Supporting local businesses is something that everyone seems to believe is a good thing, but has anyone ever asked why supporting local businesses is a good thing? And how much good does it do? Furthermore, what determines whether a business is “local” or not?
What is a local business
It turns out determining whether a business is “local” is not so black and white.
At Pointz, when we determine whether a business is “local” we mainly look at two things:
Do the owner(s) (or majority of owners) live and operate in that community?
Do the profits stay in community?
Now, for many businesses this provides a very clear cut way of determine whether a business is local (and whether you should support them over a non-local business), but there are of course some grey arrays, specifically when considering locally owned franchises.
Why supporting local business is good
Although this might seem obvious to some, the main reason why supporting a local business (instead of a non-local business) is good, is because them your money stays in the community (the same community where you eat, work, live, and play).
When you support local businesses, the money you spend ends up going towards roads, schools, hospitals, police, firemen, and so much more.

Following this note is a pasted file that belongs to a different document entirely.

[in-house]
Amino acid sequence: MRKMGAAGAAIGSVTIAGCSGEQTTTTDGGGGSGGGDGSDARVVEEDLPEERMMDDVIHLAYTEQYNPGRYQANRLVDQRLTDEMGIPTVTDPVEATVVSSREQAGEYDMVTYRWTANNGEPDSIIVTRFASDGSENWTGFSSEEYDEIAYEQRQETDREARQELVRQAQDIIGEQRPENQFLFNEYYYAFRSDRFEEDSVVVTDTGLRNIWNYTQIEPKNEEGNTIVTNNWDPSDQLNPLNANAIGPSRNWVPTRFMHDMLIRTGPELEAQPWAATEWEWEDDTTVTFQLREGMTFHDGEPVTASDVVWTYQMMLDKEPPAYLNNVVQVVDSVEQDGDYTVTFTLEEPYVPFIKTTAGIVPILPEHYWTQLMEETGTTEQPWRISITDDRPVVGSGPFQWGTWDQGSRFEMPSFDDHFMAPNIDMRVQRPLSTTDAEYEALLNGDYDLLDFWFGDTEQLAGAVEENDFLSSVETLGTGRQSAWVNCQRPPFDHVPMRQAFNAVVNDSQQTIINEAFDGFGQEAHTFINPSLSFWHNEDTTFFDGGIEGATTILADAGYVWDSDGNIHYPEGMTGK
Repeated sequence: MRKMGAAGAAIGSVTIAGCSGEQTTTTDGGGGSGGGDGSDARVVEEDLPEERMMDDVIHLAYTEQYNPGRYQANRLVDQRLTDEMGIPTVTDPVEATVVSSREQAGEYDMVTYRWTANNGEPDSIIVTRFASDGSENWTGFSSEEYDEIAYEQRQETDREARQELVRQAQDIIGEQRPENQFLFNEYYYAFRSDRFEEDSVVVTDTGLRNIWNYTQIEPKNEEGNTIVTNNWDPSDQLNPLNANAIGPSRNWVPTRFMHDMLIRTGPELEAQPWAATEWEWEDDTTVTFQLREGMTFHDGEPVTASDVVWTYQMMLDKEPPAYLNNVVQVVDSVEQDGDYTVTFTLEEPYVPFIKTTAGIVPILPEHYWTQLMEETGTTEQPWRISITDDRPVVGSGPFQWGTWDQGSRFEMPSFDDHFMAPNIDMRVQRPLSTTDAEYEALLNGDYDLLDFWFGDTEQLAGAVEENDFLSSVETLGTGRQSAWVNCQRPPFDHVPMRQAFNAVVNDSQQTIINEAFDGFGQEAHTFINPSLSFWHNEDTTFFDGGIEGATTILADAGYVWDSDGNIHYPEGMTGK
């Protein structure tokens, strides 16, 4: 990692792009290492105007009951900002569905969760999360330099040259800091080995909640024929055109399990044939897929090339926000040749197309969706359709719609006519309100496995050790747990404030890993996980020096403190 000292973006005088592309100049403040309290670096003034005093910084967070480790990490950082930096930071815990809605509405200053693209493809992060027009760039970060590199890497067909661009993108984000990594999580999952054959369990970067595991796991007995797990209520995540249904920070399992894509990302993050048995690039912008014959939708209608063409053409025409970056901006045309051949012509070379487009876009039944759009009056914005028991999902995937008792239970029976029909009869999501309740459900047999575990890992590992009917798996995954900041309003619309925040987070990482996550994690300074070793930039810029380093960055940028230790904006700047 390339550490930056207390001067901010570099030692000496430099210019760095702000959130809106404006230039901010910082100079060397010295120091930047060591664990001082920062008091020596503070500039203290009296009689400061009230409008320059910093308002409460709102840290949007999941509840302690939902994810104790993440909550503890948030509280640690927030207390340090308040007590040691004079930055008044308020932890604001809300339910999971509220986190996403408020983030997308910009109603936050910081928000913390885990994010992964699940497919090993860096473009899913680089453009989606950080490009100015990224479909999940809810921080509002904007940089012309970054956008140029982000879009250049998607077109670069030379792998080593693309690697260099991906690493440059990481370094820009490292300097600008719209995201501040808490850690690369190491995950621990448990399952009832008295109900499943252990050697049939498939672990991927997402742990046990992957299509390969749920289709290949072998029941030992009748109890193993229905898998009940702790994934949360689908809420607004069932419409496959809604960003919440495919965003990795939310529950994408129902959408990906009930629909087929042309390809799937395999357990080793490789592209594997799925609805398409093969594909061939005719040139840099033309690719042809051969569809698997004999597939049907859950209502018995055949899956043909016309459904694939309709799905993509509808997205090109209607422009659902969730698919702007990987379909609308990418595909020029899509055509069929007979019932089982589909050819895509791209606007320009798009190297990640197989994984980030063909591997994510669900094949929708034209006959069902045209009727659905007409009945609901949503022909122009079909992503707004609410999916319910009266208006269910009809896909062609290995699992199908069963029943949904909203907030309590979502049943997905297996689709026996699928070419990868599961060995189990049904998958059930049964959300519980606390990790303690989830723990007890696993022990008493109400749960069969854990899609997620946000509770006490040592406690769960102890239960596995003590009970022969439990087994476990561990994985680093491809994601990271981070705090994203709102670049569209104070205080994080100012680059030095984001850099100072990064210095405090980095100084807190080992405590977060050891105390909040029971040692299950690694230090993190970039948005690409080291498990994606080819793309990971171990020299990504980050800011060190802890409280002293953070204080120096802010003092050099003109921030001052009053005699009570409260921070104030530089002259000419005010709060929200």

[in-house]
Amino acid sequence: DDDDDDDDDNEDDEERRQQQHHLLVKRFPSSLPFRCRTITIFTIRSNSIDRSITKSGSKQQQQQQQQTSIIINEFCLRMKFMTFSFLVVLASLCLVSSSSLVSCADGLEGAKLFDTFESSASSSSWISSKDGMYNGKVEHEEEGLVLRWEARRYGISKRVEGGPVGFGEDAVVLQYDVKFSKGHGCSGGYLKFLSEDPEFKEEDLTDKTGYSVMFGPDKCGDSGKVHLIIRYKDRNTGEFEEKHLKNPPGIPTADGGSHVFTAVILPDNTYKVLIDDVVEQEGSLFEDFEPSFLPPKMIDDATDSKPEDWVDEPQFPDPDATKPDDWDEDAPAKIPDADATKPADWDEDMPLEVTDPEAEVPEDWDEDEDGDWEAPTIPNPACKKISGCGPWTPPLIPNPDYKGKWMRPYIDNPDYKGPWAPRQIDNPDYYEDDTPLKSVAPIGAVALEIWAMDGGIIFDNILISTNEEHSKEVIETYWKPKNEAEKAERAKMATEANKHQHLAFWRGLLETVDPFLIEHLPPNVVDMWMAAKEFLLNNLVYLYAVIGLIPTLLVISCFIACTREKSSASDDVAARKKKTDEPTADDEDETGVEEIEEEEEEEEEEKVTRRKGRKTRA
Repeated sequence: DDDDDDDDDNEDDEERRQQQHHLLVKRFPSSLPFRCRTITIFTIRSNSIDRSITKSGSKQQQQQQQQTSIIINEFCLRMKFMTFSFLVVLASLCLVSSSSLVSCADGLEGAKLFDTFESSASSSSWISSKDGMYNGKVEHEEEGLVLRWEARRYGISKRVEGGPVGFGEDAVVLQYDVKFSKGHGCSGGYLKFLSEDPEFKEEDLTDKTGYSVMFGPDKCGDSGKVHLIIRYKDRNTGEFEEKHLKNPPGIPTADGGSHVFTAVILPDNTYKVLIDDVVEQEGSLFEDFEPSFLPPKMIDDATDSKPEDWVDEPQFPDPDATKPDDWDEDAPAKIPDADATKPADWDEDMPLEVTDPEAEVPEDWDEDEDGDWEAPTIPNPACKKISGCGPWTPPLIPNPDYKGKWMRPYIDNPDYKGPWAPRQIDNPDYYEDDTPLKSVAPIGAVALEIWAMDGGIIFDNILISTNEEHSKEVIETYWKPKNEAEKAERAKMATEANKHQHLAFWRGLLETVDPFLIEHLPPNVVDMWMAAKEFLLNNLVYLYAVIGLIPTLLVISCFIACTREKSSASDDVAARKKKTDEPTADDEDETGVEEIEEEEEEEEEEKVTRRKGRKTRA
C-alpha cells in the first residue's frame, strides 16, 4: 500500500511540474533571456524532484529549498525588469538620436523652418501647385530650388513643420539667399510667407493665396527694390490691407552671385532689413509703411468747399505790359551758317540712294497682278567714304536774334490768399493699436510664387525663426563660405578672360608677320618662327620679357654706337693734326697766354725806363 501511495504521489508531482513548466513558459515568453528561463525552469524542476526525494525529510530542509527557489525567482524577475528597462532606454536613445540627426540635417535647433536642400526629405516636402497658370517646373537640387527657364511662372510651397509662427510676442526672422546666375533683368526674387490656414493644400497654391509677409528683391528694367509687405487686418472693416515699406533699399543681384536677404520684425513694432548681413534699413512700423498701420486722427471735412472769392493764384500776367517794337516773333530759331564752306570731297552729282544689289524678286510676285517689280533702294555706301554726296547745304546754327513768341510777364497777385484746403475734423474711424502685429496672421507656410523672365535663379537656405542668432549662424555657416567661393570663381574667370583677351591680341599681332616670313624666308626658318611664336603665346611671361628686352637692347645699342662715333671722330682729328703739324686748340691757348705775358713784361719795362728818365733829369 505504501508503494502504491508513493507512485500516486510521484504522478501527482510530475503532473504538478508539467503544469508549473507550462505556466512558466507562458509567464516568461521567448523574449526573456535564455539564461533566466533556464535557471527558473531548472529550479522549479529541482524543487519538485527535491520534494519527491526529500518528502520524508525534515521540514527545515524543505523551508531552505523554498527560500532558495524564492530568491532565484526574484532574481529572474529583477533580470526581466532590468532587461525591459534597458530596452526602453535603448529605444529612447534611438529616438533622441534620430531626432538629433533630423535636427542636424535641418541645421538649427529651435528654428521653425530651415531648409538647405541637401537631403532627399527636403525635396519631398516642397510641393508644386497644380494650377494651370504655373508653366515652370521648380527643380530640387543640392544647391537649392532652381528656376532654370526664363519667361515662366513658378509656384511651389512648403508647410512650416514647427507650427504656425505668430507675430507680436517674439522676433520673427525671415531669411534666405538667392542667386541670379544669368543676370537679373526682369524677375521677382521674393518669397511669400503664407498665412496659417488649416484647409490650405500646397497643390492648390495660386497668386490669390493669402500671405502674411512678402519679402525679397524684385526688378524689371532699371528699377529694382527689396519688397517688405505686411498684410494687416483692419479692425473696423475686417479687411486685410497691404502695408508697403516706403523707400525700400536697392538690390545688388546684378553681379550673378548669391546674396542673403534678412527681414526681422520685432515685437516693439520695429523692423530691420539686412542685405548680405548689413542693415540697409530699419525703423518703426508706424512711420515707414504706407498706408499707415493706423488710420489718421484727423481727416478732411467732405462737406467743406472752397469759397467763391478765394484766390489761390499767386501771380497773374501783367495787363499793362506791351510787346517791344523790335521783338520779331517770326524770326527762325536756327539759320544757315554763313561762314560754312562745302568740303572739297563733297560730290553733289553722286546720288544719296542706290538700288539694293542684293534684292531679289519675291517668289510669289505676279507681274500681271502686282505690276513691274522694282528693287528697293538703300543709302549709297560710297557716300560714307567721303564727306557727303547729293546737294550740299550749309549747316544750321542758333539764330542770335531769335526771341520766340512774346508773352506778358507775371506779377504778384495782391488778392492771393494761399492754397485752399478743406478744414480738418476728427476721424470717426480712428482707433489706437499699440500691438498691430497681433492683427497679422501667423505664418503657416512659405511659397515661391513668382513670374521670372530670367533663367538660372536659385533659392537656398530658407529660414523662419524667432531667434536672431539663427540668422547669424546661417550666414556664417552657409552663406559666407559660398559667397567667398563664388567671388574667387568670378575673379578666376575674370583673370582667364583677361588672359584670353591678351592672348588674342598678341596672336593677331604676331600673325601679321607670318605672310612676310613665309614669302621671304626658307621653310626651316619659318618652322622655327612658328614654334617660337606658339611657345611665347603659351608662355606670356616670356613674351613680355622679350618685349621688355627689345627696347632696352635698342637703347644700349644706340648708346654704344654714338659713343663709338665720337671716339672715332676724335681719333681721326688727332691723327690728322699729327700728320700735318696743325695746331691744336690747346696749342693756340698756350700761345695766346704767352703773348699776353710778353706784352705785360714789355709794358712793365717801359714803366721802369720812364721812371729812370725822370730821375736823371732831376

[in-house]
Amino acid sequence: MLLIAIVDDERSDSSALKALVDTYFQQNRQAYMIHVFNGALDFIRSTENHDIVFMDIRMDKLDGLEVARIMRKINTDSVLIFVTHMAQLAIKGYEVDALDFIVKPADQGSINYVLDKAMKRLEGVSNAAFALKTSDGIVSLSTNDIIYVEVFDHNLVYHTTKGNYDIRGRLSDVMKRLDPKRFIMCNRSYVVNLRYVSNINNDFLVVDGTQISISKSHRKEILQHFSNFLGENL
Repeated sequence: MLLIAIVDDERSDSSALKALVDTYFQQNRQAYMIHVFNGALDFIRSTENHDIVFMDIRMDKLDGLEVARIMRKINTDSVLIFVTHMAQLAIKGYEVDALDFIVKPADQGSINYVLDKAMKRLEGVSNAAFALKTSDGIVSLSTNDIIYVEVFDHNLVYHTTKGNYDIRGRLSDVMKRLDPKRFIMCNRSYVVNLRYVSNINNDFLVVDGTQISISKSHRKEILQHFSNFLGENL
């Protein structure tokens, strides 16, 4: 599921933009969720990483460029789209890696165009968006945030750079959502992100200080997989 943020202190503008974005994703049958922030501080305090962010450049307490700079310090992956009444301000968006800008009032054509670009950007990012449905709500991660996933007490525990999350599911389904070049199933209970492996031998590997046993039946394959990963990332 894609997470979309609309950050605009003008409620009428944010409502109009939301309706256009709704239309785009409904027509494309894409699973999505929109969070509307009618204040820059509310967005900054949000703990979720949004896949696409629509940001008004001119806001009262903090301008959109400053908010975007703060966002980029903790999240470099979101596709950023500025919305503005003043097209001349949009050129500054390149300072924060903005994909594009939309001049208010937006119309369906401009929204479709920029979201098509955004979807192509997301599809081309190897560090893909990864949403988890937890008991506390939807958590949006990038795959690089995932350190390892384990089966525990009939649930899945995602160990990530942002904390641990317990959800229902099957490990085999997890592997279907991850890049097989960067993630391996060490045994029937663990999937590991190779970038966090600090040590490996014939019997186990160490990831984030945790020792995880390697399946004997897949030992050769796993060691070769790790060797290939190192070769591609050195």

This doesn’t happen when you decided to support a non-local business.
How to support local businesses
Ask anyone on the street whether they support local businesses or not and no matter what they will say “yes,” but what does it mean to actually say you support local businesses?
If you say you support local business, that means that you actively choose (even sometimes when it’s not easy) to eat a local restaurant (instead of going to McDonalds), to join a local gym (instead of Gold’s), to get your hair cut at a local barber or salon (instead of Sports Cuts), or to shop at local grocer (instead of Walmart).
I’ll admit making these choices to support local business over the competition is sometimes not only less convenient, but also costs a little more money upfront. However, that little bit of extra money goes back in to the community and when combined with a joint effort and a little time, will not only trickle back down to you, but will also yield in a huge investment in the long term.
Supporting local businesses is good. Determining whether is business is “local” is not necessarily clear cut. Everyone says they “support local businesses,” but that doesn’t mean they actually do.